It should be no surprise then that my bundle includes books on photography and birds. If you are curious to see more of my photos you can find them at www.scottelevine.com, but before you do, you should check out the books that I have bundled.

Continue reading “BUNDLE WEEK: Scott Levine’s bundle on Photography (and birds!)”

BUNDLE WEEK: Scott Levine’s bundle on Photography (and birds!)

VETERANS’ DAY Book GIVEAWAY @CornellPress

One thing I appreciate about meeting with Cornell University Press’ Director Dean J. Smith, is that I always leave his office with some kind of insight or anecdote. He seems to be a natural story-teller, and last week he told me how he gave a free copy of Suzanne Gordon’s new book Wounds of War, to a veteran who walked into Sage House. The conversation moved Dean and he decided he wanted to do something special for veterans. His words resonated with me.

For those who are not familiar with her work, Suzanne is an award-winning healthcare journalist and author who spent more than thirty years researching health care delivery and nursing in the American private, profit-driven marketplace. And even though she is not a veteran herself, she is genuinely concerned by the move towards outsourcing veterans’ care. Last month, Suzanne wrote a blog post for our website about the dangers of privatizing the Veterans Health Administration (VHA), emphasizing the need to protect a system that manages the healthcare of a vulnerable population that is, “at high risk for mental health and substance abuse problems, suicide, chronic pain, homelessness, and legal issues, to name a few.” Her fight is one born out of personal motivation; as a civilian, she has nothing to gain from the political debate around the VA.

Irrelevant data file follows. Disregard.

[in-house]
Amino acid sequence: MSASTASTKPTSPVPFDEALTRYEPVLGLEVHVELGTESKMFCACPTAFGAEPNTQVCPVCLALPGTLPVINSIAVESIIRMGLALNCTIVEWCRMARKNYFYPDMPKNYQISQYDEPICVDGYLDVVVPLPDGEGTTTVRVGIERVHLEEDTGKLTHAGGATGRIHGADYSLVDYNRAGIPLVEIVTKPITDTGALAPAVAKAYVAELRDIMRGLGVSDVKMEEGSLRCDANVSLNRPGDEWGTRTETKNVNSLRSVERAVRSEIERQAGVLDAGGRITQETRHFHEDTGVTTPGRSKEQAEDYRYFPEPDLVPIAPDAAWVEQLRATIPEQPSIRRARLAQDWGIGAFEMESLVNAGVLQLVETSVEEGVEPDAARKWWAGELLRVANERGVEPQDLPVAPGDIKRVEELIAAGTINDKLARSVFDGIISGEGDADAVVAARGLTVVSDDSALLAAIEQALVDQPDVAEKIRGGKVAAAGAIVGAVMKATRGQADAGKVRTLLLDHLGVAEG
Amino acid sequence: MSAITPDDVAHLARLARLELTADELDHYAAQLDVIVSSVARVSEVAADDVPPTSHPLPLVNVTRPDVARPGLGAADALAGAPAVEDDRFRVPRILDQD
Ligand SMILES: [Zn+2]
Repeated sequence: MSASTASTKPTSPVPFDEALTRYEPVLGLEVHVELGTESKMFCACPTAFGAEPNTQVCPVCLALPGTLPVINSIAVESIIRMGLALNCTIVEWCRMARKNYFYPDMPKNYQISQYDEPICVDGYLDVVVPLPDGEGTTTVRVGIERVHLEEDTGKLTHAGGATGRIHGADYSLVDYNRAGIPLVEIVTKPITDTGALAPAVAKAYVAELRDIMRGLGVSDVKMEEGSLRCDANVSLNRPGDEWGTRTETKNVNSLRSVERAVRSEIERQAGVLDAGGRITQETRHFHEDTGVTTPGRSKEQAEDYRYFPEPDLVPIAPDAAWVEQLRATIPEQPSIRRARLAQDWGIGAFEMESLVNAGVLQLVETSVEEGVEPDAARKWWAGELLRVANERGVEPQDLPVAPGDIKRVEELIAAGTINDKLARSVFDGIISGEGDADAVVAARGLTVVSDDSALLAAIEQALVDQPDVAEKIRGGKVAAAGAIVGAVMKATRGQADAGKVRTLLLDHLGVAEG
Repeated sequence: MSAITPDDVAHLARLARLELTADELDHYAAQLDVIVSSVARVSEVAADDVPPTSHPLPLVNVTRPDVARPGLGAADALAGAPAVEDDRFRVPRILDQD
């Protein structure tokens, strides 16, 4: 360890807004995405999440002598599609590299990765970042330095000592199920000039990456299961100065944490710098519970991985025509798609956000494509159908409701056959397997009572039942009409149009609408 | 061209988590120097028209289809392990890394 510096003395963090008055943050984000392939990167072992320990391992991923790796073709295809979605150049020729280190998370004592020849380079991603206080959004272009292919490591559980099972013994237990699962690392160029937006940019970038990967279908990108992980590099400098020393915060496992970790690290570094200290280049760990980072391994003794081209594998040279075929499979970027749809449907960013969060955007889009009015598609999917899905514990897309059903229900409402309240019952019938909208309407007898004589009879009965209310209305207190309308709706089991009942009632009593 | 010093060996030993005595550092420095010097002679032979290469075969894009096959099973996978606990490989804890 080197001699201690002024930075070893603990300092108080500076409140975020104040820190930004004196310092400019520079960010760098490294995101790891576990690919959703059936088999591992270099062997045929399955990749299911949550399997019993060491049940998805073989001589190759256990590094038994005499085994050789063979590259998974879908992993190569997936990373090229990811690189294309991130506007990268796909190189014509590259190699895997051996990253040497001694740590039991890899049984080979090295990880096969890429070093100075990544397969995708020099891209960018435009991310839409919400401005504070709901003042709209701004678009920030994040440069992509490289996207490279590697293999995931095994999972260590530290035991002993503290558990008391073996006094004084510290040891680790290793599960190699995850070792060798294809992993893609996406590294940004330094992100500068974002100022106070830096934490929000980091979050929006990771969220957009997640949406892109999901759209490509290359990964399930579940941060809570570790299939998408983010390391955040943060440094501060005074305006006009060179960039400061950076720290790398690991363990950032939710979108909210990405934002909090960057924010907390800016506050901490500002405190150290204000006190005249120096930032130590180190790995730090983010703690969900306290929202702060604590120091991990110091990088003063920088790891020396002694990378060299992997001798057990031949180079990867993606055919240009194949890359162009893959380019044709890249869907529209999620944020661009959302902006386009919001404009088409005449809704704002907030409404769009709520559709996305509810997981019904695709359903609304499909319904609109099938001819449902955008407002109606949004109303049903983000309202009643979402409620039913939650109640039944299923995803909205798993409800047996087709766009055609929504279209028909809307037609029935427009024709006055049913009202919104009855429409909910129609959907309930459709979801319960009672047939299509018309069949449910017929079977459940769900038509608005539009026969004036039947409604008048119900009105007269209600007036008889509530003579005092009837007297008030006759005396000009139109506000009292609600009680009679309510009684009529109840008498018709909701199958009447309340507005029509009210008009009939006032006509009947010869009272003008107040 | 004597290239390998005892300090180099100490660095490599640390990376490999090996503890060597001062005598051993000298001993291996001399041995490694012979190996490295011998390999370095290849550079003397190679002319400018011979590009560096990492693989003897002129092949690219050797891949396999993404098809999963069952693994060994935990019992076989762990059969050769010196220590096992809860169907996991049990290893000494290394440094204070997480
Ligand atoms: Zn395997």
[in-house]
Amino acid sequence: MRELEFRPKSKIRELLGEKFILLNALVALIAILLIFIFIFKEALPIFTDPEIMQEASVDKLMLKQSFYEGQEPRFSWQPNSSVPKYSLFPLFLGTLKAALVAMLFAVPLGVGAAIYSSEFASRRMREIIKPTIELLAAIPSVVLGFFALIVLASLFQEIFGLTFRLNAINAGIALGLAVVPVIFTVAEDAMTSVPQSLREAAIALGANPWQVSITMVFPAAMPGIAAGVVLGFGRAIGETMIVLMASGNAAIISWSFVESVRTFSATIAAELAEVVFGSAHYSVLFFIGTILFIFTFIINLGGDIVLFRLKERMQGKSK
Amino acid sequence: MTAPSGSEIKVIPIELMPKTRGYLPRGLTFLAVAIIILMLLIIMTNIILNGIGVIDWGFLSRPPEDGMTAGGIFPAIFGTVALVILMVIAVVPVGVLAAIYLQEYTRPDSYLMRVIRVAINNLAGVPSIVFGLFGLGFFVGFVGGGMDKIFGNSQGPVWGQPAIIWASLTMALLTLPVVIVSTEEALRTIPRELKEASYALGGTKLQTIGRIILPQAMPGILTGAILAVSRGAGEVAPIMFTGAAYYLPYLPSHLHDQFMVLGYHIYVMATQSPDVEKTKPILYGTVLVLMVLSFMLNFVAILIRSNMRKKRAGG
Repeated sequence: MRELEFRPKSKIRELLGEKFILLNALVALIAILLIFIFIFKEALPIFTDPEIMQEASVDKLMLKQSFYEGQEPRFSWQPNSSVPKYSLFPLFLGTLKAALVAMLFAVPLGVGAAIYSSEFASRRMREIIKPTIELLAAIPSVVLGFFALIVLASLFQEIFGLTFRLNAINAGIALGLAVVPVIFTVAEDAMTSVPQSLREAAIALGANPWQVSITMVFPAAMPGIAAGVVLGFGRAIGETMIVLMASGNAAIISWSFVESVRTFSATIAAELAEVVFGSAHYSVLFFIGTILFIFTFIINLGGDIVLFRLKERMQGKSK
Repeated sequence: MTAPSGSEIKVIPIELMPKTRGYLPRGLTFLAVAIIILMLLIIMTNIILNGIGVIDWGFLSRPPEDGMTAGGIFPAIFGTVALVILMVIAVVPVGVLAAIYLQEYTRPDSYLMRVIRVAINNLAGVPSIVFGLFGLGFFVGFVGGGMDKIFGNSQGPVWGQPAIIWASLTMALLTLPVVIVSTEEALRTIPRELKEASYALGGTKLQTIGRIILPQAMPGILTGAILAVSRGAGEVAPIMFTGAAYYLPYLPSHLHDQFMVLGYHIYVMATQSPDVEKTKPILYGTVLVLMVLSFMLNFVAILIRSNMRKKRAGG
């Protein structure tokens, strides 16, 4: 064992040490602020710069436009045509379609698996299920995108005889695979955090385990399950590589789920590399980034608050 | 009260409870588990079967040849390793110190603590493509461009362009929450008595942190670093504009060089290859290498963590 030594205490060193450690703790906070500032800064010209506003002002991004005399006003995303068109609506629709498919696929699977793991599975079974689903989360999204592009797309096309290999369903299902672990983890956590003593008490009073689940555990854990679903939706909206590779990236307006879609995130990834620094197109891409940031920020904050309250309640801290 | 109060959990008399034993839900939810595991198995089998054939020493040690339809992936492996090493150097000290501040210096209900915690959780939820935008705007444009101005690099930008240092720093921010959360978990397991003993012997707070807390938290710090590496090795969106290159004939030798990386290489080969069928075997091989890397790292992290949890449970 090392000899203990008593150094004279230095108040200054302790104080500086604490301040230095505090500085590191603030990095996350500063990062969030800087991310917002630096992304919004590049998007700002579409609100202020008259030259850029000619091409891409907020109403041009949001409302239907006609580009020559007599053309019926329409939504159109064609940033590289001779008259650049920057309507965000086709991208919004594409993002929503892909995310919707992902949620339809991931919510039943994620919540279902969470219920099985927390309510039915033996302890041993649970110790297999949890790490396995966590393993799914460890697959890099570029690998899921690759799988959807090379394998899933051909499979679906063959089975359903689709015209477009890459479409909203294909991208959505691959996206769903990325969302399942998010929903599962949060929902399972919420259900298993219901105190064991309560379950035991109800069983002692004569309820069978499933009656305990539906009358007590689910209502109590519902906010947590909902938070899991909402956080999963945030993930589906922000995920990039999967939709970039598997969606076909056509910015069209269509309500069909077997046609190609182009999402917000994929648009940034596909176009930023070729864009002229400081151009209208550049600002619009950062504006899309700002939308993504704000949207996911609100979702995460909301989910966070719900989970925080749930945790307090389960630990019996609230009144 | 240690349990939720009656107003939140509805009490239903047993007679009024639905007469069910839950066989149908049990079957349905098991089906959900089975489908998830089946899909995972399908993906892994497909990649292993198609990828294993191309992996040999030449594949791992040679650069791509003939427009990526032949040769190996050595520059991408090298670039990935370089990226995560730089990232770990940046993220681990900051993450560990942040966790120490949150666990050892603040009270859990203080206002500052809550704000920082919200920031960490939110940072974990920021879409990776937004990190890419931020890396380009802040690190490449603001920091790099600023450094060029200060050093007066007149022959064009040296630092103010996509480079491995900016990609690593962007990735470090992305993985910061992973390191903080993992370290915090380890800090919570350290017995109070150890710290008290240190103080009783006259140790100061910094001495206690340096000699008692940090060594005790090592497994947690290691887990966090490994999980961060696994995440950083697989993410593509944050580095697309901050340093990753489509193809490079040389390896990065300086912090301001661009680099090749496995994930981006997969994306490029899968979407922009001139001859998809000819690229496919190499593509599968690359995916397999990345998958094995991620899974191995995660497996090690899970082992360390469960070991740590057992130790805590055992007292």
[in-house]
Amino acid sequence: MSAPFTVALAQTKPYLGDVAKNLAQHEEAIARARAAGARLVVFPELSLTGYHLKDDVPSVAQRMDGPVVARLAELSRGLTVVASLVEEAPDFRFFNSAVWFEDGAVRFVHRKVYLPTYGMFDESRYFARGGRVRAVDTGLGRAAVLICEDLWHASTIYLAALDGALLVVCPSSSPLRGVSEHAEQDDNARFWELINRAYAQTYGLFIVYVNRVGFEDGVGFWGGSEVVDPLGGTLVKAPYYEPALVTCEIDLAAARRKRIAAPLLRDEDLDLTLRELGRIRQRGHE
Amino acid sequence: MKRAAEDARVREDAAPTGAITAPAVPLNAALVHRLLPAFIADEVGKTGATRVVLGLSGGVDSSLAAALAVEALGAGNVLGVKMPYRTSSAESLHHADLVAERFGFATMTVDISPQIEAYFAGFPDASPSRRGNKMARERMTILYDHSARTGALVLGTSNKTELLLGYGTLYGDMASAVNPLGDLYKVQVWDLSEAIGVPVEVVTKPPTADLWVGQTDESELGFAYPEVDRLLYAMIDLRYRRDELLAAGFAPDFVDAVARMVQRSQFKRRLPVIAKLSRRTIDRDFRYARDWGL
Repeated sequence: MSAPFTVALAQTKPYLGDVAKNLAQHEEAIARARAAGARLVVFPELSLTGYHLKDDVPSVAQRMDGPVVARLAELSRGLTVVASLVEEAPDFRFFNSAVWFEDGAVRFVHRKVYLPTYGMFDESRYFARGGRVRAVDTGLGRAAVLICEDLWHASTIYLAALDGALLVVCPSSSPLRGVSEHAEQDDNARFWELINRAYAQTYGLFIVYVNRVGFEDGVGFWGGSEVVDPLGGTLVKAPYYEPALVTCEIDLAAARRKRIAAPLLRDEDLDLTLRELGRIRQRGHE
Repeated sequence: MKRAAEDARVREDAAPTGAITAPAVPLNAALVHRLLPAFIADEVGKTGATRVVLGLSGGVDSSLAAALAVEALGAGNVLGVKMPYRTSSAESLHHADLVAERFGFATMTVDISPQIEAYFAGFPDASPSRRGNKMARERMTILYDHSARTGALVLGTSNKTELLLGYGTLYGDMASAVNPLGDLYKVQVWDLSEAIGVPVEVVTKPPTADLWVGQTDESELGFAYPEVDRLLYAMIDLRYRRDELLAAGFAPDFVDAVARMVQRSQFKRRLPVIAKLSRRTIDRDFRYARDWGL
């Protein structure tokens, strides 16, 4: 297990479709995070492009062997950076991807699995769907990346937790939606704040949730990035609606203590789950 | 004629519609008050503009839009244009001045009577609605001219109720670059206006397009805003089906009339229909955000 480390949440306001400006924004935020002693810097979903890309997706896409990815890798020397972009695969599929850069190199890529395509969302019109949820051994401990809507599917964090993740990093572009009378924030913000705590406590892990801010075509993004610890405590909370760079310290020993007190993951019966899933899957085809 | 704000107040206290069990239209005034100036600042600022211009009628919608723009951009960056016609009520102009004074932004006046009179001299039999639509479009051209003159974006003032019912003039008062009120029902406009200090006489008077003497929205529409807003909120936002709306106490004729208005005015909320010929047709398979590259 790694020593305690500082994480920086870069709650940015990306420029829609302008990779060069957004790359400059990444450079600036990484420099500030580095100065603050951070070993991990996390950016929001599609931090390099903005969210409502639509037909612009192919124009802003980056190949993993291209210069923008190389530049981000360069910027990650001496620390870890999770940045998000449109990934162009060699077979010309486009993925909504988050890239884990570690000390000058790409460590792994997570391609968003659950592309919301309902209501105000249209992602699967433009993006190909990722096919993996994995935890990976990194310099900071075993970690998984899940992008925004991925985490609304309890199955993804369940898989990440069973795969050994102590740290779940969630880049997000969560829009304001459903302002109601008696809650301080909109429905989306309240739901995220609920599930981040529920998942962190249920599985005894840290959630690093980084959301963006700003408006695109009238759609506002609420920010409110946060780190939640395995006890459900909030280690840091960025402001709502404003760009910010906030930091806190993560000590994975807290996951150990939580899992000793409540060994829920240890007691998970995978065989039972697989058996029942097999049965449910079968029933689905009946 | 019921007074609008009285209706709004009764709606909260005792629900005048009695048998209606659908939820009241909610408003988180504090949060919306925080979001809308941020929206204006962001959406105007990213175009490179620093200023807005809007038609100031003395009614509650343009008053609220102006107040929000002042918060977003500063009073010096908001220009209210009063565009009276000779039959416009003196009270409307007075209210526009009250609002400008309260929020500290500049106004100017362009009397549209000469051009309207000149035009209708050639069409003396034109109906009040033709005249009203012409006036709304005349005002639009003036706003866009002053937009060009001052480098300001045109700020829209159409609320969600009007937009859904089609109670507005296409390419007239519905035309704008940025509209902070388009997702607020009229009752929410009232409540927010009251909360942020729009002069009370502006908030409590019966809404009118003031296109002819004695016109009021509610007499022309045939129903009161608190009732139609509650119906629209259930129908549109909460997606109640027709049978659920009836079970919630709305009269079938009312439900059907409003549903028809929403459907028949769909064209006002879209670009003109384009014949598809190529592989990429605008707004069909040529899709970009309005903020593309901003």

All this said, and in anticipation of #VeteransDay in the US this Sunday, we have decided to celebrate all veterans, their families, and caregivers, with a special book giveaway! And we are inviting them to share a flyer on Facebook or Twitter, for the chance to enter to win a FREE copy of Suzanne Gordon’s new release Wounds of War.

Additionally, we’ll send a free copy of Suzanne’s previous book, The Battle for Veterans’ Healthcare, to the first 500 people who email us at cupress-sales@cornell.edu on November 11th*. Please type “Veterans’ Day Promo” in the subject of your email.

At #CornellPress, we believe that it is our duty to spread knowledge and support the men and women who have served this country, showing them our appreciation with these two promotions. We hope that everybody participates and enjoys their new books!

VETERANS DAY GIVEAWAY upload

*By sending an email to get a free copy of The Battle for Veterans’ Healthcare, you agree to receive mail notifications with the latest updates from Cornell University Press. Promo valid in the US only.

For more information on Wounds of War, listen to the following interviews with Suzanne Gordon on Frontlines of Freedom and the Radioactive Broadcasting show:

http://frontlinesoffreedom.com/2018/10/13/show-564-1st-hour/

http://radioactivebroadcasting.com/directory/itemlist/category/310-urgent-care

About the author of this blog post: Adriana Ferreira is the Social Media Coordinator at Cornell University Press. She is excited to extend this offer to veterans and hope that they can celebrate their day in a special way!

VETERANS’ DAY Book GIVEAWAY @CornellPress

WHAT GALILEO SAW (Twelve New Moons Found Orbiting Jupiter)

Today, I woke up to the news that twelve new moons had been found orbiting Jupiter. According to an article in the National Geographic, it seems that a group of astronomers were looking for a hypothetical planet on the far fringes of our solar system, when they came across these twelve new moons dancing around Jupiter instead.

The discovery left me feeling somehow uneasy, wondering what we are looking for when we look out there, how we are prepared for the unexpected, and what really happens by accident, as opposed to by some mysterious cosmic plan of the universe. Science and religion, or rather being caught in the limbo in between. And so I turned to our books.